Our removal to Bannockburn schoolhouse in 1956 took in my sixth year at the High School, where, on Saturday mornings, I captained an un-beaten first rugby XV, and then, on Saturday afternoons, played outside-left for Bannockburn Amateurs F.C. This latter short-lived period of trying to achieve an ambition of becoming a professional soccer player, brought me a brief trial game for Stirling Albion from which Tam Fergusson, the renowned manager, dismissed me at half-time with a ten shilling note and advice to 'take the first bus back to Bannockburn, son'.

John in Braid
John in Cambusbarron Schoolhouse Garden in 1955

Then,attending Glasgow University and the Scottish School of Physical Education at Jordanhill College followed from 1957-62. At the College, I not only took distinctions in Physical Education, Primary Education and Secondary School Mathematics, but also made a bit of a name for myself as an able goal kicker with the very successful College rugby team, averaging over 150 points per season for seven years, and eventually playing representative rugby for Glasgow.

1960 S2 Group
1960 Class Group at the SSPE, Jordanhill

However, much more importantly, I met my future wife Olive at Jordanhill early on in our teacher training there, and eventually, during our third year, persuaded her to marry me as soon as we had built a 'nest-egg' from our respective starting years in teaching. The 'nest-egg' was small, but none the less we were married in 1963 in North Kelvinside Church, Glasgow.

A newly built semi-detached 'chalet' in Torbrex, Stirling was our starter house in 1963 - 'capitalists' with a mortgage of £26 a month on a salary of £770 per annum! It was tight, particularly with Evan John’s arrival in June 1964, but we managed somehow. The nearness of our house to my job over the fence as Maths/PE teacher in the new High School of Stirling was very handy, not only for the extra night classes I did to supplement my pittance salary, but also for my commitment to voluntary after-school work with the rugby teams, the Boys' Brigade at St. Ninians, playing cricket for Stirling County and travelling to continue my rugby playing career with Jordanhill College.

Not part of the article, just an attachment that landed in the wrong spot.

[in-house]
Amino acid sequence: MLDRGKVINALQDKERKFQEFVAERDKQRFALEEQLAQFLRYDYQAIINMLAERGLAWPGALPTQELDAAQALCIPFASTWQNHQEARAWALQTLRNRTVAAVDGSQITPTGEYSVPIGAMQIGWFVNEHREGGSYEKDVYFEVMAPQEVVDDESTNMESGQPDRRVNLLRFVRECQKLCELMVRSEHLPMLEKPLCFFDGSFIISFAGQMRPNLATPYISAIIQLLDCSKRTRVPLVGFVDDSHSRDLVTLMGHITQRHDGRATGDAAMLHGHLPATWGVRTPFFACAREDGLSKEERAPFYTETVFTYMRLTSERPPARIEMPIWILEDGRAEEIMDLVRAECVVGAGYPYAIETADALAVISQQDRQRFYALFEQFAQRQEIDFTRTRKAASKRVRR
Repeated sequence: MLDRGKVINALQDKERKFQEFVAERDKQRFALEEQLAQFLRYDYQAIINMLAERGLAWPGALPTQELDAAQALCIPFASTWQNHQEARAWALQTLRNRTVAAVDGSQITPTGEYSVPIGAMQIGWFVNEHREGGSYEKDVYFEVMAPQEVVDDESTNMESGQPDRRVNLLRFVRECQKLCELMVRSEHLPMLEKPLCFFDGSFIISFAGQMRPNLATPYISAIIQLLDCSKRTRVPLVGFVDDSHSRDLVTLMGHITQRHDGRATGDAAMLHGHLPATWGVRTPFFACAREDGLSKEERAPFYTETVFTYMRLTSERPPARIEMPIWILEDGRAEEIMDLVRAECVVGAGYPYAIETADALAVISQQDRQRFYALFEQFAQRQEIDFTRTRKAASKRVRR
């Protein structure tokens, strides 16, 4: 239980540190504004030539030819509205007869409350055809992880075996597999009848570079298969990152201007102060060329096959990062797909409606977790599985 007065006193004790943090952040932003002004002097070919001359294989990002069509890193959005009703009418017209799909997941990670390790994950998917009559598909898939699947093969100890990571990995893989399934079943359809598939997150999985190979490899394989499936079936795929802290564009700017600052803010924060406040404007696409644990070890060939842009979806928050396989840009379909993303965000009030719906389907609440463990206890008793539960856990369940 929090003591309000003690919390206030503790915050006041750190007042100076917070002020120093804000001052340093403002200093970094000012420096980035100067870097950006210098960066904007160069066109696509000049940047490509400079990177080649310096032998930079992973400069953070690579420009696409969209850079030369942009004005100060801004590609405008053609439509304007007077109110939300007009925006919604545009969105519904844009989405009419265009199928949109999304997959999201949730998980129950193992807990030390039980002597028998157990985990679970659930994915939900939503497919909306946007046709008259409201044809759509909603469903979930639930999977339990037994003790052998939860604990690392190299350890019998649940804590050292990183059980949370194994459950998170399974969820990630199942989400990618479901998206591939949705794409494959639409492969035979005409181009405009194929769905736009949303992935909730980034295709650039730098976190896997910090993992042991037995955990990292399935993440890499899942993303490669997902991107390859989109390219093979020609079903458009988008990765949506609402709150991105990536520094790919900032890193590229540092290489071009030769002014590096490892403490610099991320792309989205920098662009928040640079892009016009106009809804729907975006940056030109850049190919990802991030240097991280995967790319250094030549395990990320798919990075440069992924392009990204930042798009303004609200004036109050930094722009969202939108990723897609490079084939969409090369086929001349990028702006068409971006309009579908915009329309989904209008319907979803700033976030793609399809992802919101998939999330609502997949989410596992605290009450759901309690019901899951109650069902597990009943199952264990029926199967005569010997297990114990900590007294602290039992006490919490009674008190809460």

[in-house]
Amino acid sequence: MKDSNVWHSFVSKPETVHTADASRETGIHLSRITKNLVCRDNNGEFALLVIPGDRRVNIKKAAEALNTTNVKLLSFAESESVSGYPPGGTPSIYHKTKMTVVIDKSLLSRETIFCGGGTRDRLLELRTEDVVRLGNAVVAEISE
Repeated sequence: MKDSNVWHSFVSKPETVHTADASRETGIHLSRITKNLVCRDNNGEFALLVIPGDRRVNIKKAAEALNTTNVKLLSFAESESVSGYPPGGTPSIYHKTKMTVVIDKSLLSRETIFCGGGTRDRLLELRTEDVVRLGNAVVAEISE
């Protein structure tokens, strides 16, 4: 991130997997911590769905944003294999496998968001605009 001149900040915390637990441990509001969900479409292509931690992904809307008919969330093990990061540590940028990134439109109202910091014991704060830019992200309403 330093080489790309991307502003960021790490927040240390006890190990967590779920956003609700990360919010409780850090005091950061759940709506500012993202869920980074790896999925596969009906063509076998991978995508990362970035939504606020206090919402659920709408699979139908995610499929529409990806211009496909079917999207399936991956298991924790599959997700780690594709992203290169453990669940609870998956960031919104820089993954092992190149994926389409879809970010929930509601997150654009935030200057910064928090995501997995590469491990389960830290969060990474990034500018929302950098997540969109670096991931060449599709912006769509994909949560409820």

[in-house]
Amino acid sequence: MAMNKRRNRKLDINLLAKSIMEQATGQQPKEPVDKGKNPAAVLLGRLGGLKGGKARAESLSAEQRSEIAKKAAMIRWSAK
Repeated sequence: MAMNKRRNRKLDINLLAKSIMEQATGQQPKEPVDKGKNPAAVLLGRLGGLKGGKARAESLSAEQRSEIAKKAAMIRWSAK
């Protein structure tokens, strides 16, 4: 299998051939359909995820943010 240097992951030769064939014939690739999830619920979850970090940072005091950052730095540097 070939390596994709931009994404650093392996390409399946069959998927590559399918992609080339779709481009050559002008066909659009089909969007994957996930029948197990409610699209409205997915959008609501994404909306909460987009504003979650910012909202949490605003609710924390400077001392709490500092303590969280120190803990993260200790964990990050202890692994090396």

In August 1965 I was promoted to the post of Assistant in P.E. at Glasgow University and then two years later to a Special Assistantship in Mathematics and Games at Belmont House School in Newton Mearns. We moved again in 1968 to allow me to take up an appointment as village dominie at St. Cyrus Primary School, Montrose and it was here that both Robert Kerr and Lindsay Margaret were born in 1968 and 1970 respectively.

The children's upbringing continued thereafter in Schoolhouse, Gargunnock from 1971 when I was appointed head of the village primary school there. In 1974 I gained a post as Lecturer in Primary Education at Moray House College of Education, Edinburgh, but, rather than go to the city, we bought and renovated a big flat in the Riverside, Stirling before cashing in just over two years later to purchase a modern bungalow back in Gargunnock.

Gargunnock Bridge
Gargunnock Village in 1970

Most of my leisure time away from students and children, apart from taking an Upper  Second Class Honours Degree with the Open University (1971-74),  was devoted to sport and being a local church elder - rugby committee man during Stirling County RFC's rise to the top from 1970 to 1984 - creating and developing the 'nomadic' Gargunnock Village Cricket Club from 1984 - learning to link cricket playing and groundsmanship at Meiklewood Cricket Ground (The MCG) - a ground sown, and its pavilion built, by our members in 1989/90 and funded by my father, JNK Henderson, and the land-owner, William Scott. After retiral from Moray House College in 1994, I combined unpaid service as SCCC Vice-Chairman (Playing) with groundsman's duties at both Williamfield and the MCG in the village. The one nick-name that has stuck during my life came from the County players in 1995 - 'VCP' - and I even bought a personalised number plate for our Toyota Corolla to celebrate - J  15  VCP  !!

After a round-the-world trip to New Zealand and Australia from early November 1995 to late January 1996 in order to visit relatives and see the sights, Olive and I decided in 1997 to make our most popular holiday destination from 1984 onwards - Paphos District, Cyprus - our second home. Thus, from then on we gradually increased the time spent there in our villa at the edge of the village of Emba.

Jake at Play
John in his garden pool in Emba in 2004